Like everyone else who collects comics, I keep a list of what I have. And I try to keep it up to date, so that I’m not coming home with yet another copy of a book I already have two copies of because I also forgot the last time. When I started collecting, and for the first decade or so, I could remember every comic I had by the cover. Those days are long gone, especially after I’ve sold my collection twice and switched to collected editions. So how does one keep an accurate list, easily?
The smartphone, and its forerunner the personal digital assistant, allow you to carry a computer in your pocket. Gone are the days of sorting through a comic shop or convention dealer with index cards, folded pieces of paper, or even your laptop perched precariously. Now it’s all available in the palm of your hand, easily sortable and searchable.
Most of us with a smartphone started with their Excel spreadsheet copied over, or perhaps saved as an HTML file for easier loading and searching. I had all mine saved to my Palm PDA and was king of the world. Until I needed to know a few more details, at which point I realized I needed to add way more fields and I just knew I wasn’t going to spend the time. But there had to be something better, right? And there is. Many, many websites and apps available to catalog books and comic collections, all at your fingertips.
I did my do diligence and tested out as many as I could, using their free limit to see how the app performs. I ruled out websites early because I wanted access to my collection wherever I was, and have found cell reception can get shoddy inside a convention centre. After trying a few apps I decided on CLZ Comics.
The app is available for IOS and Android, is available for free with the ability to catalog 100 comics. After that you need to purchase a copy, $15 USD or $20 CDN. Yes, it’s worth the money. And while you purchase once and use across all your devices, I find myself sticking to the iPhone version and letting it collect dust on my iPad, as the ease of use on a device that fits in your one hand is just plain simple.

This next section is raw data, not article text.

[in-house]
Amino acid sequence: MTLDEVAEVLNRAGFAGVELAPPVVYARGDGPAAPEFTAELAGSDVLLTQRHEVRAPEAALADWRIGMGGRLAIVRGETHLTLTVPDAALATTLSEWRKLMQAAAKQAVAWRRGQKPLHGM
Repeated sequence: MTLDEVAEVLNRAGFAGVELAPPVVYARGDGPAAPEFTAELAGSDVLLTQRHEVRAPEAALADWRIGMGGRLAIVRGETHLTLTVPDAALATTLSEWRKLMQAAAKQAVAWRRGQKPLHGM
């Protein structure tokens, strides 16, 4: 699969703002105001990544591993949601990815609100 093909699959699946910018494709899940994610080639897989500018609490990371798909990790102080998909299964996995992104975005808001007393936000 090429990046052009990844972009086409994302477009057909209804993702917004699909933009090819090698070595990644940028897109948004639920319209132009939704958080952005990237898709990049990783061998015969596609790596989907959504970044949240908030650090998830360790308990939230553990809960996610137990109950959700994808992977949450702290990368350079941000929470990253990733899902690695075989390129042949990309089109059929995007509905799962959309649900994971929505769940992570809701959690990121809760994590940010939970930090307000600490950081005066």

Let me reiterate what I was looking for: ease of use and completeness of information. When you launch the app you’re greeted with a list of all your comics, with a big search bar at the top. Type in what you’re looking for and find it fast. Click the title to see the series, then click an issue to get the details. I’m not exactly sure where they’re pulling the information from, but it’s got good details.
And that’s all fine and good, but how about the bane of every collector, entering your collection? For modern comics with barcodes, a piece of cake. Open the add screen, select search online and start scanning barcodes. They get added in and you’re done. What about books without barcodes? Select search online but click Add by Title and enter the title, then select the issues you have. A little more labour, but still easy. How about books that don’t show up when you search? I had this problem with a lot of my early 1980s graphic novels and collections. Select add manually, take a picture of the cover with your phone, and enter all the details. This is the long part of the process, and I left these books until last and made my way through.
Most frustration comes from how the book is titled. With so many versions of comics nowadays it can be hard to locate what iteration you’re trying to add, but take your time and read what’s listed when you do your manual search and most will work out. And if you don’t like how the title is listed click edit and change it; it’s your collection so have it how you want. As well I found some of my pictures weren’t great so I replaced them from the web, saving them to my camera roll and then changing the comic.
After that you can get as granular as you’d like, with the option to edit every comic and inputting on the personal tab. Rate it, list the grade, add notes, price, location, store, mark whether you read it yet. It’s extensive, but requires your effort. The only thing populated automatically is Purchase Date, which it uses the date added.
The in-app help is great, as is the online manual. It’s a one time purchase, and the developer is very active. Once you’re set up create a free cloud account and back up your collection, and sync it with other devices if you have them.
Back to ease of use. When I get a new book, whether it’s at my local comic shop or in the mail from an online seller, I immediately scan the barcode and they’re in my collection. The heavy lifting is inputting your collection, but maintaining it is simplicity itself.CLZ Comics is highly recommended.
I love CLZ.
I use their movie and book apps too.
Thank you for the review.
I can’t tell from collectorz.com if the CLZ Comic database pulls from the same database as the CLZ Book database. What I mean is, how does CLZ Comic handle collections or original graphic novels? If it can scan from an ISBN barcode, does it also pull non-comic book info too?
I scanned a paperback novel and a cookbook and both showed no results.
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